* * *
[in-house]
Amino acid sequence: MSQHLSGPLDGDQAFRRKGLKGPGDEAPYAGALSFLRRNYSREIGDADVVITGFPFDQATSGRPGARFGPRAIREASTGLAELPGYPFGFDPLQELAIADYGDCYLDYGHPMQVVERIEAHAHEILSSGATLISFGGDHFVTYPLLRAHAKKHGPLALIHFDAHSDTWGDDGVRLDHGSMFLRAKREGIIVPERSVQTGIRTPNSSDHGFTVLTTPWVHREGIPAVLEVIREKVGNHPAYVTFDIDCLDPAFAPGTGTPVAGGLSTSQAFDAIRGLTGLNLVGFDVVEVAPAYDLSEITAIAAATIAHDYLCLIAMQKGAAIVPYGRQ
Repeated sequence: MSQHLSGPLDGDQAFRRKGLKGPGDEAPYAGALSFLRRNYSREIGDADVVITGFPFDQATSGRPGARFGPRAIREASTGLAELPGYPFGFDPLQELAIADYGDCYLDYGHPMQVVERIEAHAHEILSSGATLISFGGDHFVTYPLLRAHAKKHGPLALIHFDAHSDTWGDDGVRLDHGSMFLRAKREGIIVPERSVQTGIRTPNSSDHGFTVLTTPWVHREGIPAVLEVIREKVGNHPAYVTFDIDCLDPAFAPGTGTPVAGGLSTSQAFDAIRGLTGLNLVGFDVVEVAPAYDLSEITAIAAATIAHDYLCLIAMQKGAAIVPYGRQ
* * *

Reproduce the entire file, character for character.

[in-house]
Amino acid sequence: MSQHLSGPLDGDQAFRRKGLKGPGDEAPYAGALSFLRRNYSREIGDADVVITGFPFDQATSGRPGARFGPRAIREASTGLAELPGYPFGFDPLQELAIADYGDCYLDYGHPMQVVERIEAHAHEILSSGATLISFGGDHFVTYPLLRAHAKKHGPLALIHFDAHSDTWGDDGVRLDHGSMFLRAKREGIIVPERSVQTGIRTPNSSDHGFTVLTTPWVHREGIPAVLEVIREKVGNHPAYVTFDIDCLDPAFAPGTGTPVAGGLSTSQAFDAIRGLTGLNLVGFDVVEVAPAYDLSEITAIAAATIAHDYLCLIAMQKGAAIVPYGRQ
Repeated sequence: MSQHLSGPLDGDQAFRRKGLKGPGDEAPYAGALSFLRRNYSREIGDADVVITGFPFDQATSGRPGARFGPRAIREASTGLAELPGYPFGFDPLQELAIADYGDCYLDYGHPMQVVERIEAHAHEILSSGATLISFGGDHFVTYPLLRAHAKKHGPLALIHFDAHSDTWGDDGVRLDHGSMFLRAKREGIIVPERSVQTGIRTPNSSDHGFTVLTTPWVHREGIPAVLEVIREKVGNHPAYVTFDIDCLDPAFAPGTGTPVAGGLSTSQAFDAIRGLTGLNLVGFDVVEVAPAYDLSEITAIAAATIAHDYLCLIAMQKGAAIVPYGRQ